Thursday, March 10, 2011

suffering faq's

Why do people suffer?

The source of human suffering is found in the Garden of Eden, where our first parents elected
themselves God and chose what seemed right to them over what God had told them. So it happened that “in Adam all die” (1 Cor. 15:22). Ever since, suffering has been the lot of fallen humanity. Death — and consequently suffering of all sorts — is the result of sin.

Sometimes people say of someone suffering that he or she must have done something to anger God to deserve this punishment. This way of thinking makes some sense, for suffering looks (and feels) exactly like punishment — until you learn from Jesus, that is. One day his disciples asked Him about a blind man: “Who sinned, this man or his parents, that he was born blind?” (John 9:2). Jesus pointed out that the man’s suffering was not a punishment for sin, but rather an opportunity for God to reveal Himself; then Jesus proceeded to restore the man’s sight.

That’s the way it is with suffering in your life and mine, even when God doesn’t take the problem away. When we suffer, He provides an opportunity for us to learn whole new dimensions of His love and mercy — which we often receive through the words and deeds of Christians moved by God’s own love in Christ.

What is the “theology of the cross,” and what does it mean to someone who is suffering?

Martin Luther once said: “Our theology is a theology of the cross.” By this he meant that all
thinking and speaking about God must conform to God’s own Word. And God’s Word, from start to
finish, is woven throughout with one scarlet thread: the Word of the Cross, which is “folly to those who are perishing, but to us who are being saved it is the power of God.” (1 Cor. 1:18)

Human reason and logic teach us that suffering is bad and glory is good. God turns things around: with Him what seems logical actually is foolishness, and those things people brand weakness in reality are strength.

How can a trial of suffering actually strengthen faith?

The apostle Paul, a great man of faith, was greatly troubled by what he called his “thorn in the
flesh” (2 Cor. 12:7). Three times he earnestly prayed that God would remove the source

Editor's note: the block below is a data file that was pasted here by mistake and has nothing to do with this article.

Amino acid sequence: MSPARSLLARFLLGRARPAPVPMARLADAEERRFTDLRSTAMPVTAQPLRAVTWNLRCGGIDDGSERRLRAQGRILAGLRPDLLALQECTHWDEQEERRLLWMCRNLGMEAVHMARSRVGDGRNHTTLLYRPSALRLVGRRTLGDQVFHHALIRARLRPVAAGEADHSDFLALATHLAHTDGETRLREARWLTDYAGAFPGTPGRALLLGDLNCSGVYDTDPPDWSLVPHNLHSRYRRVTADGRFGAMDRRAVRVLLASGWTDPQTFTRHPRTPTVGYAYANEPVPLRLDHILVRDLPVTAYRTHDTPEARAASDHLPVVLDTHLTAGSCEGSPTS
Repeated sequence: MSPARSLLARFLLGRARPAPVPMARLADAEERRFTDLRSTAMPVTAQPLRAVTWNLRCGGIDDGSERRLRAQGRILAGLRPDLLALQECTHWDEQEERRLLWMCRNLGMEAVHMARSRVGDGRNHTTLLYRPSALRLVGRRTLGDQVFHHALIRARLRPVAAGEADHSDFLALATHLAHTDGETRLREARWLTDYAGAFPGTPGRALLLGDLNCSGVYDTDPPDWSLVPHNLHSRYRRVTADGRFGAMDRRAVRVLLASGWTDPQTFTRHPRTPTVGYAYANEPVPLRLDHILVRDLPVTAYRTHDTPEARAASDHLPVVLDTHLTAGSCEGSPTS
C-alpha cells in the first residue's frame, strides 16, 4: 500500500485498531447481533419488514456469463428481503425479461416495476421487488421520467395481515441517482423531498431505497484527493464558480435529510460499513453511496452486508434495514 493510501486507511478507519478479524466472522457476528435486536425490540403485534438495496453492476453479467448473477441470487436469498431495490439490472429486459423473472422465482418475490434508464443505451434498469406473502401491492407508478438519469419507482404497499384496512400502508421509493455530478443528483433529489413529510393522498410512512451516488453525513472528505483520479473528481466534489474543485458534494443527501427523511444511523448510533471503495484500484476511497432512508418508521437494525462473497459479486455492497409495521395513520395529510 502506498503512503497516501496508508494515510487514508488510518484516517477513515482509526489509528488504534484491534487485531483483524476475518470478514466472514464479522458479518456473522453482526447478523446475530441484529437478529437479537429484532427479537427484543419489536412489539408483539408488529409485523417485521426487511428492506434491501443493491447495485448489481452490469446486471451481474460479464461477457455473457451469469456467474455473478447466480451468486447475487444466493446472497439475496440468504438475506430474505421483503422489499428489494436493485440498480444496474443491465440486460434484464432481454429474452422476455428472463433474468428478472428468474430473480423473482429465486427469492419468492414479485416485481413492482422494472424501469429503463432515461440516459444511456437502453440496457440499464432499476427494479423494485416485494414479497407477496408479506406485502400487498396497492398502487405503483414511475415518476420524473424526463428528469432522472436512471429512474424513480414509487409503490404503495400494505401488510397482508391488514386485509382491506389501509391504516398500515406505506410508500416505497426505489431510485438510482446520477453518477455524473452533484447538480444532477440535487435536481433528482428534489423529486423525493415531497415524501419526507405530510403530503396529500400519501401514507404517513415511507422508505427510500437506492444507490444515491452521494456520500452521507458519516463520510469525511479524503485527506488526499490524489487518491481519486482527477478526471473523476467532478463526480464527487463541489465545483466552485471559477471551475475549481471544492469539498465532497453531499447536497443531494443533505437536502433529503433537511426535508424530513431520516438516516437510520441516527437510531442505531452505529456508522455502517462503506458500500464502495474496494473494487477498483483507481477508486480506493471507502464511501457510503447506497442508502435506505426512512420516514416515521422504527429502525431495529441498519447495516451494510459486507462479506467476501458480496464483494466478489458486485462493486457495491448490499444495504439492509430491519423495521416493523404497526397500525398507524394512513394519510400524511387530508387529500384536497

of his suffering. The answer Paul received to his prayer is instructive: “My grace is sufficient for you, for my power is made perfect in weakness” (2 Cor. 12:9). The power of God is carried out in the context of human weakness. When everything is going fine in our lives, we sometimes forget about God; we become self-sufficient. But when trouble and hardship come our way, we recognize that our own ingenuity and strength is not enough to see us through. It’s then, when we are at the end of our rope, that the sobering reality begins to dawn: all we are and all we have is a gift from our gracious God.

This is the great mystery of suffering: God sometimes sends it our way to draw us closer to Him in faith. But when Jesus comes again in glory, then the faith which is now sorely tested in suffering will result in praise and glory and honor. Until then we walk by faith and not by sight. Clinging to the sure and certain Word of our gracious Lord, we find strength to carry on from one day to the next, knowing and trusting the One who laid down His life that we might live in Him.

How is the theology of the cross comforting to Christians who are suffering?

When we understand that God Himself comes hidden under suffering and the cross, we will not be
surprised when we too suffer. Jesus gave us advance warning, after all: “If anyone would come after me, let him deny himself, take up his cross, and follow me” (Matt. 16:24). The paradox is that Christ is never closer to us than when we suffer. As He Himself suffered, and by that suffering won freedom and peace for us all, so He has ordained it that all who are called by His Name should suffer for that Name.

Our suffering is not punishment. Rather, by the grace of God it is the way He intends to conform us to the image of His Son (Rom. 8:29). We certainly do not seek out suffering. But when it comes our way, we will not run away. Rather, we recognize that suffering is another opportunity to examine our sinful hearts, confess our sins, and find relief and peace in the wounds of Christ, who suffered once upon His cross that we might be released from guilt and shame and take our place within the shelter of His love.

We should not be surprised when God's love shows up under cover, masquerading as hardship and
suffering. To recieve His love, we take the suffering that goes along with it. The wonder and the mystery of it is that there’s blessing in that suffering — for there we find His love in disguise.

That’s the beauty of God’s love in Christ - sometimes it shows up in the strangest places.

(from Harold Senkbeil, LCMS Life Ministries)

No comments: